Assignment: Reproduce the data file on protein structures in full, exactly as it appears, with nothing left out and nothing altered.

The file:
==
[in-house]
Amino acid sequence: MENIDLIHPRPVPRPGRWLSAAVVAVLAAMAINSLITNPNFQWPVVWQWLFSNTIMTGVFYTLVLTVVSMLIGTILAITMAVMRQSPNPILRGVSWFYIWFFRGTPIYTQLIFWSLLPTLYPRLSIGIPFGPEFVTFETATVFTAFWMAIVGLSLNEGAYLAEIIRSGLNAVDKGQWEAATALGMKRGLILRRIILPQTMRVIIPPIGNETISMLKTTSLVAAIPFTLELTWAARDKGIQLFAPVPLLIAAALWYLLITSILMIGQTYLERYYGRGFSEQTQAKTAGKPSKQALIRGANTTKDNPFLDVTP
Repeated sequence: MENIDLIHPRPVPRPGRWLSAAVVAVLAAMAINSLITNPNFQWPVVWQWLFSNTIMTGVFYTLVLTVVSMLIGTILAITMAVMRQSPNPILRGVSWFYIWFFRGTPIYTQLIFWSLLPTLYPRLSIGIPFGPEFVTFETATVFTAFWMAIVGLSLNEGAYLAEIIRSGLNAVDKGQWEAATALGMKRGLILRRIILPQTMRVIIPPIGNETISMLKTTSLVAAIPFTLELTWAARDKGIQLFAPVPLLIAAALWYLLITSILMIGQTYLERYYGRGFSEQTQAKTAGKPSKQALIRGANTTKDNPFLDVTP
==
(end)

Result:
[in-house]
Amino acid sequence: MENIDLIHPRPVPRPGRWLSAAVVAVLAAMAINSLITNPNFQWPVVWQWLFSNTIMTGVFYTLVLTVVSMLIGTILAITMAVMRQSPNPILRGVSWFYIWFFRGTPIYTQLIFWSLLPTLYPRLSIGIPFGPEFVTFETATVFTAFWMAIVGLSLNEGAYLAEIIRSGLNAVDKGQWEAATALGMKRGLILRRIILPQTMRVIIPPIGNETISMLKTTSLVAAIPFTLELTWAARDKGIQLFAPVPLLIAAALWYLLITSILMIGQTYLERYYGRGFSEQTQAKTAGKPSKQALIRGANTTKDNPFLDVTP
Repeated sequence: MENIDLIHPRPVPRPGRWLSAAVVAVLAAMAINSLITNPNFQWPVVWQWLFSNTIMTGVFYTLVLTVVSMLIGTILAITMAVMRQSPNPILRGVSWFYIWFFRGTPIYTQLIFWSLLPTLYPRLSIGIPFGPEFVTFETATVFTAFWMAIVGLSLNEGAYLAEIIRSGLNAVDKGQWEAATALGMKRGLILRRIILPQTMRVIIPPIGNETISMLKTTSLVAAIPFTLELTWAARDKGIQLFAPVPLLIAAALWYLLITSILMIGQTYLERYYGRGFSEQTQAKTAGKPSKQALIRGANTTKDNPFLDVTP